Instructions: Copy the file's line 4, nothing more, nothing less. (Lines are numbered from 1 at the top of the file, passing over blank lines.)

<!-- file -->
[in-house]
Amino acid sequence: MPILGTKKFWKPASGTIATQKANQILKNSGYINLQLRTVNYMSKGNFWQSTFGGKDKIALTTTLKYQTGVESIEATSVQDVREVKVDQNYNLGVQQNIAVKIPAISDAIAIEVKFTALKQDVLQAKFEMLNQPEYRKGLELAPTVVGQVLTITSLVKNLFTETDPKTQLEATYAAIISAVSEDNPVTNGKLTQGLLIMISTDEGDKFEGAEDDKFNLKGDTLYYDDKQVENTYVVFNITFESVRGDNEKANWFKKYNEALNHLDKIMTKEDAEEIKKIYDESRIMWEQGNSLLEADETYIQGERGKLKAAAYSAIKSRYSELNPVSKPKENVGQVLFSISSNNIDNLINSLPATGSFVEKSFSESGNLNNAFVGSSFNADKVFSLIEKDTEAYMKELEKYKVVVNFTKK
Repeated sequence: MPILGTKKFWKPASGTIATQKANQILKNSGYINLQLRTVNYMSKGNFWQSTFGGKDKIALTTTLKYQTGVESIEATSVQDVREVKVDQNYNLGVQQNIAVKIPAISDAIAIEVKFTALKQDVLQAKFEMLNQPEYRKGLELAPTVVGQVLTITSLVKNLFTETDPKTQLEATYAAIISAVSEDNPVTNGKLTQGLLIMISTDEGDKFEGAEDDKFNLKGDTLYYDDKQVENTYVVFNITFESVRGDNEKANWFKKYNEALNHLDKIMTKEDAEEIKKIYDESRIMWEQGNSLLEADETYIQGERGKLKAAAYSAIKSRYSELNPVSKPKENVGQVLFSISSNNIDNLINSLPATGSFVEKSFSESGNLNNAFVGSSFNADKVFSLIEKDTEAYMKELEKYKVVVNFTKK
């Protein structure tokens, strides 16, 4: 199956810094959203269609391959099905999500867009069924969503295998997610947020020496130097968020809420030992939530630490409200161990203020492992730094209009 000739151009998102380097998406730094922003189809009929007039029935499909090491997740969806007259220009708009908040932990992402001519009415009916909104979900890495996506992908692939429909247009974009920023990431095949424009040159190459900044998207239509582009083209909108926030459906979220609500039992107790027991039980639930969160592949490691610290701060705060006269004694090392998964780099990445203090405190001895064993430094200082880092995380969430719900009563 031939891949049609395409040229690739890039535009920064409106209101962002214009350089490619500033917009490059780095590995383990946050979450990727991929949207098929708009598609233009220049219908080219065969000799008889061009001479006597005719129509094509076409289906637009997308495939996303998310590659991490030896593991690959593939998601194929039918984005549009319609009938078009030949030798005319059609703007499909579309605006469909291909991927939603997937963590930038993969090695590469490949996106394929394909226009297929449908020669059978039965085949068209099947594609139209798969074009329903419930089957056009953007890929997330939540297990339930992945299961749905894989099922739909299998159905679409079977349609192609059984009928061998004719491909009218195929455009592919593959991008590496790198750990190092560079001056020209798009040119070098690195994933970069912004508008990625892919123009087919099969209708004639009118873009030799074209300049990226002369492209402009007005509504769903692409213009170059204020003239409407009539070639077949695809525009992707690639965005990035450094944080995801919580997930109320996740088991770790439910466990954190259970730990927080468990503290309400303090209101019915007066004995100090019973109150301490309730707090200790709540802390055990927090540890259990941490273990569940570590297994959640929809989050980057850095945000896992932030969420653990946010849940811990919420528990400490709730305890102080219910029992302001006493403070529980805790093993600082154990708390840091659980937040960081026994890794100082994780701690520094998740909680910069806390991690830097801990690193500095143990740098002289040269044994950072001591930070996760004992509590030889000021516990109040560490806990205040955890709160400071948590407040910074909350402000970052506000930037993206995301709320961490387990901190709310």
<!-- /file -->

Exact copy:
């Protein structure tokens, strides 16, 4: 199956810094959203269609391959099905999500867009069924969503295998997610947020020496130097968020809420030992939530630490409200161990203020492992730094209009 000739151009998102380097998406730094922003189809009929007039029935499909090491997740969806007259220009708009908040932990992402001519009415009916909104979900890495996506992908692939429909247009974009920023990431095949424009040159190459900044998207239509582009083209909108926030459906979220609500039992107790027991039980639930969160592949490691610290701060705060006269004694090392998964780099990445203090405190001895064993430094200082880092995380969430719900009563 031939891949049609395409040229690739890039535009920064409106209101962002214009350089490619500033917009490059780095590995383990946050979450990727991929949207098929708009598609233009220049219908080219065969000799008889061009001479006597005719129509094509076409289906637009997308495939996303998310590659991490030896593991690959593939998601194929039918984005549009319609009938078009030949030798005319059609703007499909579309605006469909291909991927939603997937963590930038993969090695590469490949996106394929394909226009297929449908020669059978039965085949068209099947594609139209798969074009329903419930089957056009953007890929997330939540297990339930992945299961749905894989099922739909299998159905679409079977349609192609059984009928061998004719491909009218195929455009592919593959991008590496790198750990190092560079001056020209798009040119070098690195994933970069912004508008990625892919123009087919099969209708004639009118873009030799074209300049990226002369492209402009007005509504769903692409213009170059204020003239409407009539070639077949695809525009992707690639965005990035450094944080995801919580997930109320996740088991770790439910466990954190259970730990927080468990503290309400303090209101019915007066004995100090019973109150301490309730707090200790709540802390055990927090540890259990941490273990569940570590297994959640929809989050980057850095945000896992932030969420653990946010849940811990919420528990400490709730305890102080219910029992302001006493403070529980805790093993600082154990708390840091659980937040960081026994890794100082994780701690520094998740909680910069806390991690830097801990690193500095143990740098002289040269044994950072001591930070996760004992509590030889000021516990109040560490806990205040955890709160400071948590407040910074909350402000970052506000930037993206995301709320961490387990901190709310």